The Masterpiece 20, 25, 30, 40 taper cap produced in Denmark, were made in Germany with straight caps for the foreign market and marked MASTERPIECE. Pens in similar design were produced in Germany for the German market and marked Meisterstück. The 220/ 240-serie were special for DK but were also sold in other markets like Germany and Switzerland. Piston mechanisms for the 240 serie came from Germany. The Danish model 275 was a push button filler. In Germany the models 642 and 644 looks near identical but are pistonfillers. Danish production pens are different from the German production concerning design, celluloid and colors, imprint, section, feeds and nibs. All Danish production have slip section, whereas German Masterpiece and Meisterstück often have threaded sections. Many of the Danish pencils were made in Galalith, a material poor in quality compared to hardrubber and celluloid. The red pens were special for DK, not only Montblanc, but also Parker/Penol, Wahl Eversharp etc. made red pens for the Danish market - In Germany black pens were preferred. Burgundy and black and pearl Montblancs are mainly found in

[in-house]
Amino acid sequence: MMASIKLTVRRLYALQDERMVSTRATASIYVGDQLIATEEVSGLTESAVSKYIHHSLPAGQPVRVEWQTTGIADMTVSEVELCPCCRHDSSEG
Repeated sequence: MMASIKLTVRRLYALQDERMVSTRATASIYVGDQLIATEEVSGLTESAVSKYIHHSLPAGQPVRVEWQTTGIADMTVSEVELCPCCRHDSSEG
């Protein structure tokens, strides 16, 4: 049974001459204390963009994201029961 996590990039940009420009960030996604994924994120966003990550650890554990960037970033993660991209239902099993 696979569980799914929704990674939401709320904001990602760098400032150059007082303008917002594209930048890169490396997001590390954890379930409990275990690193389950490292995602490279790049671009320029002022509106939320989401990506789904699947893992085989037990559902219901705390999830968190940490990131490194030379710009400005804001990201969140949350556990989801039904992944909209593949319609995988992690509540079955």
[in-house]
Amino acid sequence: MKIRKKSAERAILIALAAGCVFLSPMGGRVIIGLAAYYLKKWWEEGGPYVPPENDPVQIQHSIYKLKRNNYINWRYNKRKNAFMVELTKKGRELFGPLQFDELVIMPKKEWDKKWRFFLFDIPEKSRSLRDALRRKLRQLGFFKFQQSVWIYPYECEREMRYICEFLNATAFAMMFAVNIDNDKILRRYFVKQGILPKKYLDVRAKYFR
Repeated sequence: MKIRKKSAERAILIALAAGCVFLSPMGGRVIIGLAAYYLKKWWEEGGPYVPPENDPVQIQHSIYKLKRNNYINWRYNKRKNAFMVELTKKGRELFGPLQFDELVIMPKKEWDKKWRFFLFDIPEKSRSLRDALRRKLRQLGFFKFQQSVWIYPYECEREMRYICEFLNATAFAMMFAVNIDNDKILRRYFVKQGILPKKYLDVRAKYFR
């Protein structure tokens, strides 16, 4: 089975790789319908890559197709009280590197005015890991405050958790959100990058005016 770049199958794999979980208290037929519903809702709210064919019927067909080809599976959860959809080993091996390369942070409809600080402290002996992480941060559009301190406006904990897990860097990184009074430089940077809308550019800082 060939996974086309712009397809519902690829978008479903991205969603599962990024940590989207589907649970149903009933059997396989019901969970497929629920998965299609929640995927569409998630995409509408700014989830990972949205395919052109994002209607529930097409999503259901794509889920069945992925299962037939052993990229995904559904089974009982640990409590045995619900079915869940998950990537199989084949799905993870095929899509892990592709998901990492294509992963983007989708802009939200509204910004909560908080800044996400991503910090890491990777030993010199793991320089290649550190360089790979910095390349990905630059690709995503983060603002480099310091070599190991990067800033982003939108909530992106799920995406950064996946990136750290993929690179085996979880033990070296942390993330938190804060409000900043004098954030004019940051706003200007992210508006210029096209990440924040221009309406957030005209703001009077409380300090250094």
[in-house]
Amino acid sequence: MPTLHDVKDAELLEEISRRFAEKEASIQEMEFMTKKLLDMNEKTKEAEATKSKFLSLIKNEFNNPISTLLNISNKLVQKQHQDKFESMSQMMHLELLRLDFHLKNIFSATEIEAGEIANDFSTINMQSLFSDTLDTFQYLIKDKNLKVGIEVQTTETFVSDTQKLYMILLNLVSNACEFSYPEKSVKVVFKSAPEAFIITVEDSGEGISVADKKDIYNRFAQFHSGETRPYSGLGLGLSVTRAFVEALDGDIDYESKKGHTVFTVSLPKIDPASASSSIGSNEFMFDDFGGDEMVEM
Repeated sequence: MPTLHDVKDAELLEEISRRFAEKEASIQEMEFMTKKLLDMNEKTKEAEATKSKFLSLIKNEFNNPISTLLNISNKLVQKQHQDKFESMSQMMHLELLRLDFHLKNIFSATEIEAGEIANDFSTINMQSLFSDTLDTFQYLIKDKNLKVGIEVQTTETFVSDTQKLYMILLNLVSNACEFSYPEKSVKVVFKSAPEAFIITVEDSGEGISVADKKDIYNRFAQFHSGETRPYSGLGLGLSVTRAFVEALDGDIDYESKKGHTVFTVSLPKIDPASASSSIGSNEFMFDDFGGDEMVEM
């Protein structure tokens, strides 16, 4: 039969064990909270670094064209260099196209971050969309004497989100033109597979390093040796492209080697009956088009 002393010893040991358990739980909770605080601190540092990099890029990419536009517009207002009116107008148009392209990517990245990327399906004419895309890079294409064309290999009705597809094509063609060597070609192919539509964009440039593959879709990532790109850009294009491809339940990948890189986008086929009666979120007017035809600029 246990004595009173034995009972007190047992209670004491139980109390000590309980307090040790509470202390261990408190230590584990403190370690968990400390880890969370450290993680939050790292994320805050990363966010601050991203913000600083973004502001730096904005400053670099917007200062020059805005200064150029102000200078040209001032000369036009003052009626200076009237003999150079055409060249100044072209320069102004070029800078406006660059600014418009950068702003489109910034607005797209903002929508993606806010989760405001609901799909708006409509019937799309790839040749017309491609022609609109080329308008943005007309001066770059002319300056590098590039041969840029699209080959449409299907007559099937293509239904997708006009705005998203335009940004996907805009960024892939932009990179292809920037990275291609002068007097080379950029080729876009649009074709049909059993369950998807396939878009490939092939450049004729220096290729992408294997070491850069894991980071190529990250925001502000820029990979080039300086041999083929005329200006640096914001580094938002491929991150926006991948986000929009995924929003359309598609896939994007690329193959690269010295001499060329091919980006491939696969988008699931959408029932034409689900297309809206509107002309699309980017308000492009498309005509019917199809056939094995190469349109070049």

France, striped and chevroned celluloid Montblancs in Spain.

Montblanc in Denmark

If you were only allowed to keep three pens from your entire collection, which would they be, and why?

Right now my answer would be - ’The Simplo Pen' eyedropper no. 7 (c 1909), Rouge et Noir 5 St safety (c 1916) and Elmo 77 RHR safety (c 1925). Sometime in the future I might come up with a different answer - preferences and focus changes over time. The three pens are special to me because they were all invented by August Eberstein, the founder of Simplo Filler Pen Co. Though not appropriately recognised his inventions and pen construction had a great influence for two decades on the design of the pens of other pen companies.

Montblanc in Denmark

'From all the beautiful Danish models, which three pens are your favorite?

My three favourite Danish production MB’s are - MB 6 bandless straight cap BHR, MB 4 streamline flat top brown marbled button-filler and MB 25 high top green marbled push-knob filler. The first one is a favourite due to the clean, simple no-nonsense elegant look, the second has an unusual and beautiful colour and a matching pencil, and the third an elegant art-deco faceted pen also with a matching pencil. The MB 25 high-top is similar in design to Matador 860/962.